At the base of the descent, follow the yellow-blazed Suffern-Bear Mountain Trail as it turns left onto a level road, the route of the Doodletown Bridle Path. It continues along the road for about 750 feet, then turns right, leaving the road, and ascends to cross a shallow ridge. The yellow-blazed trail then descends to cross a stream on rocks and follows an old road uphill to a junction with the 1777W Trail.

Turn left here, leaving the Suffern-Bear Mountain Trail, and follow the 1777W Trail westward. You’re now proceeding along the old Doodletown Road (which leads, on the right, to the abandoned hamlet of Doodletown). Soon, you’ll hear the sounds of traffic on the Seven Lakes Drive, above to the right, and pass a pine grove to the left.

Just before reaching Seven Lakes Drive, follow the 1777W blazes as they turn left, leaving the old road, and head uphill on a footpath jointly with the white-blazed AT. After a short level stretch, the AT turns off to the left, but you should continue ahead and follow the 1777W Trail back to the parking area where the hike began.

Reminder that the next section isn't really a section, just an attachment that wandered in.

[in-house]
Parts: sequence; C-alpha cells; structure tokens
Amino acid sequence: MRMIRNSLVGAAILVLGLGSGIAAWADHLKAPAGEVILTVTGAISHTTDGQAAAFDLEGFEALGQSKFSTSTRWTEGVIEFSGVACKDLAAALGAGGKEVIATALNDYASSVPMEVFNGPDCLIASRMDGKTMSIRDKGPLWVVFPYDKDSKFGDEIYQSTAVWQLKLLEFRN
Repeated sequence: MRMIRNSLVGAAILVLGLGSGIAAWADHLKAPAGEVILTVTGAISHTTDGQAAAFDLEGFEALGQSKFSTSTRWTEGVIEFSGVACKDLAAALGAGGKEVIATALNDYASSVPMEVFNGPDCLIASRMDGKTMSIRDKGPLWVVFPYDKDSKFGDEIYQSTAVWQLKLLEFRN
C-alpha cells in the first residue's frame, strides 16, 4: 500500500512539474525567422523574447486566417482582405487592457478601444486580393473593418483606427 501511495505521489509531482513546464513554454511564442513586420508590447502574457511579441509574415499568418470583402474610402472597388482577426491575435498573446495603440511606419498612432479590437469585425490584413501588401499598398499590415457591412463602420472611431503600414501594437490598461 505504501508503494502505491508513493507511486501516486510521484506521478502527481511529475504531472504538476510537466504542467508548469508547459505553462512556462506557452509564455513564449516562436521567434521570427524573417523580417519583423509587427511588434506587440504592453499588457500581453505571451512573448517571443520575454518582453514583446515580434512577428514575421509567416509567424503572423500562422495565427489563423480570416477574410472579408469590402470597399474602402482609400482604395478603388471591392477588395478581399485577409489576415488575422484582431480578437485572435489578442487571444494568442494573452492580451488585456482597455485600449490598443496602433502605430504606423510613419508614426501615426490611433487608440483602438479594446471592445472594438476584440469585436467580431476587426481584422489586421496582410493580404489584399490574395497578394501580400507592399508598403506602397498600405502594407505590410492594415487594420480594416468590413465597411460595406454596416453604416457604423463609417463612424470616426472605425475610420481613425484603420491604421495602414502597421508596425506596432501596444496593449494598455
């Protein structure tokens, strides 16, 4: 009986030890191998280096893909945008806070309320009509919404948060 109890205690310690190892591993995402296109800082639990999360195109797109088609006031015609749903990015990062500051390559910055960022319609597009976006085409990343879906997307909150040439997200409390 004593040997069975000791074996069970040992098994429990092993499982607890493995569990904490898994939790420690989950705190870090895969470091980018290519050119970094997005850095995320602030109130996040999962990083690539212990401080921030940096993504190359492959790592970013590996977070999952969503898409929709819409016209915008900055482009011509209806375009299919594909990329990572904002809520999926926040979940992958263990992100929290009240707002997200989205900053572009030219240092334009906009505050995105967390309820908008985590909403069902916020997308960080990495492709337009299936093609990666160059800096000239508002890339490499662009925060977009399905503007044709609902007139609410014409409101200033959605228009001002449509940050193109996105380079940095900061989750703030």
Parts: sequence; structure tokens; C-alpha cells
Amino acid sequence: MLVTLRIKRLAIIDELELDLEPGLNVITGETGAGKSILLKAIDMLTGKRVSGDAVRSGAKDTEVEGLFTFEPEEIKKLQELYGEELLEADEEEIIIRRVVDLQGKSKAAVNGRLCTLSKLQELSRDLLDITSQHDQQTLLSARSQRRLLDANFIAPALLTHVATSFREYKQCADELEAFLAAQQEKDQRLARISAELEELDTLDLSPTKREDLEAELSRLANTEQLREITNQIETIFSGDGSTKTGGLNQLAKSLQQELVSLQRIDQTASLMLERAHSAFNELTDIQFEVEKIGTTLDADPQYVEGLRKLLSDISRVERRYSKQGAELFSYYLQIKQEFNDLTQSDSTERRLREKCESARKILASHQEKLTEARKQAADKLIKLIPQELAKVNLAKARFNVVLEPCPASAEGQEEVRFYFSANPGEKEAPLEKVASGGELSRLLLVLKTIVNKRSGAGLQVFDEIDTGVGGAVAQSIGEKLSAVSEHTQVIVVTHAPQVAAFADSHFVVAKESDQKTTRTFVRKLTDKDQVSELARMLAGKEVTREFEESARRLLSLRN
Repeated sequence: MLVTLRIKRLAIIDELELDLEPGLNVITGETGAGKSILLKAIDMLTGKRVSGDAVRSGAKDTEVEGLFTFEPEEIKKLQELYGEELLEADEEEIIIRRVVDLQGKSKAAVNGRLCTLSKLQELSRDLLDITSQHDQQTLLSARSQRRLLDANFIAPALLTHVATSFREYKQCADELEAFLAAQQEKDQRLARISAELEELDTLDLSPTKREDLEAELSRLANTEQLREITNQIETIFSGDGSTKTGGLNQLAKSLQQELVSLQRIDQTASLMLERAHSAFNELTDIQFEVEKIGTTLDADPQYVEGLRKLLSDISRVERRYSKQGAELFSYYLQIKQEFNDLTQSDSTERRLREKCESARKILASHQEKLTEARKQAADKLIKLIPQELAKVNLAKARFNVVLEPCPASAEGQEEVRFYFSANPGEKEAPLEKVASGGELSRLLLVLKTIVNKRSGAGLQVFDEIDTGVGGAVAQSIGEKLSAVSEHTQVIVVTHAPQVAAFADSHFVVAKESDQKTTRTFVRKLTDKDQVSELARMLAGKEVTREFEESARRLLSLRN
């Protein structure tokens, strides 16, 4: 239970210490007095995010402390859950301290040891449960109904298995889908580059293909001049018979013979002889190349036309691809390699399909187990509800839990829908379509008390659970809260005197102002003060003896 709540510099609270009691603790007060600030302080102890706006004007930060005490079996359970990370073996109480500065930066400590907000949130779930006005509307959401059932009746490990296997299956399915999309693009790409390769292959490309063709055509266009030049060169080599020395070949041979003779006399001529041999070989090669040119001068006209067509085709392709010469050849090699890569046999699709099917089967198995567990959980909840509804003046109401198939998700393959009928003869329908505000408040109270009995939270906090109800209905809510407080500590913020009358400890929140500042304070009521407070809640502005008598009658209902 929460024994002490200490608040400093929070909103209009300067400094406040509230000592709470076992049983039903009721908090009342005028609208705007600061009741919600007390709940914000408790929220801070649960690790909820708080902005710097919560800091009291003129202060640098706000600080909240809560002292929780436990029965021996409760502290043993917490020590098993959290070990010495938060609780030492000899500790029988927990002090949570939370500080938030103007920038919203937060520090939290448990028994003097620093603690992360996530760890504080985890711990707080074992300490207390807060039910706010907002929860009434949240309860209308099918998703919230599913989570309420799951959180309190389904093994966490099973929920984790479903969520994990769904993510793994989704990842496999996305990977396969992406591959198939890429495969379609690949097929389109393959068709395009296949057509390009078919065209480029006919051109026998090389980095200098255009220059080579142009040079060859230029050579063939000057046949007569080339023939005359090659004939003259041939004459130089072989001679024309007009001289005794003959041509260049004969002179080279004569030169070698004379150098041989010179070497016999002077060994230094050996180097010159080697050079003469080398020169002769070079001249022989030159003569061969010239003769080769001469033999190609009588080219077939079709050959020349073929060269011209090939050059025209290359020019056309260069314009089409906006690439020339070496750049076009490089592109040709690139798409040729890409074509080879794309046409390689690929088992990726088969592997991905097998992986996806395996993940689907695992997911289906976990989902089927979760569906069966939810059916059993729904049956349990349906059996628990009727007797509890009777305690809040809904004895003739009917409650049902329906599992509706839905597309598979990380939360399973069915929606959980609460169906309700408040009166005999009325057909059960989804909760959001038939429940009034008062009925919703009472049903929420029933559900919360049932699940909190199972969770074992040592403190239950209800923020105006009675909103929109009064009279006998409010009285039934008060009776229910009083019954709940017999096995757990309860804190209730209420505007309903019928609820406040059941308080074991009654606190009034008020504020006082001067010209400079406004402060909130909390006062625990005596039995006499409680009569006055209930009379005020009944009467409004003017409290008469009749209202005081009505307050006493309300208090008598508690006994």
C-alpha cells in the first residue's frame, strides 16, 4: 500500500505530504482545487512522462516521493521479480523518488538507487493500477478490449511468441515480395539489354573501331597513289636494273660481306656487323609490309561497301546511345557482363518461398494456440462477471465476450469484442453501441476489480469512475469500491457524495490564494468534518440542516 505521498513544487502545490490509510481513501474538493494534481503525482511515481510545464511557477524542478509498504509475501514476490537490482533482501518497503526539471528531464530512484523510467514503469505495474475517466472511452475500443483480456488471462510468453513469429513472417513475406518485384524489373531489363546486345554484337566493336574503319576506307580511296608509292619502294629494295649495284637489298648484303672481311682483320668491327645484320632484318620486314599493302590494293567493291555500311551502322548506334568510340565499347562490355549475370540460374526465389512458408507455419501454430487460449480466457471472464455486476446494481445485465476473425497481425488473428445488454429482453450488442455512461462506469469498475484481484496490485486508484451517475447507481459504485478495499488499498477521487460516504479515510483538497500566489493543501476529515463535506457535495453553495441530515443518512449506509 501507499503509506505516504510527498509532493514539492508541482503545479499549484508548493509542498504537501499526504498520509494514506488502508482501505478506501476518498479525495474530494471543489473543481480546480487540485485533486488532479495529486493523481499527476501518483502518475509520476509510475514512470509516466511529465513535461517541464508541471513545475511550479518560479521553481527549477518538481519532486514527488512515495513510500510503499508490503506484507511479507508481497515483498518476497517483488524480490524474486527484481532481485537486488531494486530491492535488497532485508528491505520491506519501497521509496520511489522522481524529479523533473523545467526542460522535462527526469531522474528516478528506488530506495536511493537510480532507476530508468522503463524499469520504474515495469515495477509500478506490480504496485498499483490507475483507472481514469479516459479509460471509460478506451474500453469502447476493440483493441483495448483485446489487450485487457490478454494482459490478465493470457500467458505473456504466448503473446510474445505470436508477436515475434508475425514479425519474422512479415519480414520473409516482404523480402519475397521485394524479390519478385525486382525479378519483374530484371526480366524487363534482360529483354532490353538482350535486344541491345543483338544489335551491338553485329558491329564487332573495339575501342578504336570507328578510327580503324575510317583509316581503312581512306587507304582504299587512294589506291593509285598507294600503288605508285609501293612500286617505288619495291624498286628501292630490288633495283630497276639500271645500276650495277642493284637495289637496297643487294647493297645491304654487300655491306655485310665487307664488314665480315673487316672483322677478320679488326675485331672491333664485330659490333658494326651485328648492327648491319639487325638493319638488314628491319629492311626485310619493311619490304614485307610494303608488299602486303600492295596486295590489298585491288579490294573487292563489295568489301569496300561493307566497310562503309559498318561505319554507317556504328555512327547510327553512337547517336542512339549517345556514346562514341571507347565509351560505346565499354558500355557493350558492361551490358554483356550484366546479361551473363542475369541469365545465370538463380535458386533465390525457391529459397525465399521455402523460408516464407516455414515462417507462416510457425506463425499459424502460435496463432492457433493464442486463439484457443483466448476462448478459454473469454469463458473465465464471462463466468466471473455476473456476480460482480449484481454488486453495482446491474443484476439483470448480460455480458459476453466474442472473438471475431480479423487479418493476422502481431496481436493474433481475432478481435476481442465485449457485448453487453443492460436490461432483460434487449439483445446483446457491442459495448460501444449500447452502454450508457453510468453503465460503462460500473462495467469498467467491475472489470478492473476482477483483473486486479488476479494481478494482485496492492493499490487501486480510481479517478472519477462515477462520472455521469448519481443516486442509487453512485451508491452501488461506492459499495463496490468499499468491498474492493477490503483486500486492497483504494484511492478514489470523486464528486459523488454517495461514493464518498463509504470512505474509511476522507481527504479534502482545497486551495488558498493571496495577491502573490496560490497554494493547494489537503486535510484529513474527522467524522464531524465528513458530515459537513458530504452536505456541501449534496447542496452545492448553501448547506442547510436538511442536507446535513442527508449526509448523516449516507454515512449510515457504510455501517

Comment: Please be relevant, civil, non-commercial.

Reverse direction was great

We did this hike on New Year's Day in the reverse direction. In this direction, the amazing views come more towards the end, like dessert. The 1777W Trail going towards Doodletown was very lovely, which is a nice way to start the hike. You're still full of verve and energy, so going up the super steep part this soon isn't a problem. The last view this way is of Bear Mountain, and then you just have to trek slowly down the A.T. switchbacks until you get to the car, which is boring. If you do the hike in the written direction, then this way comes first, which means you get the boring part out first, then the far views, then the steep downhill, then tame but lovely 1777W.

Well worth the time and effort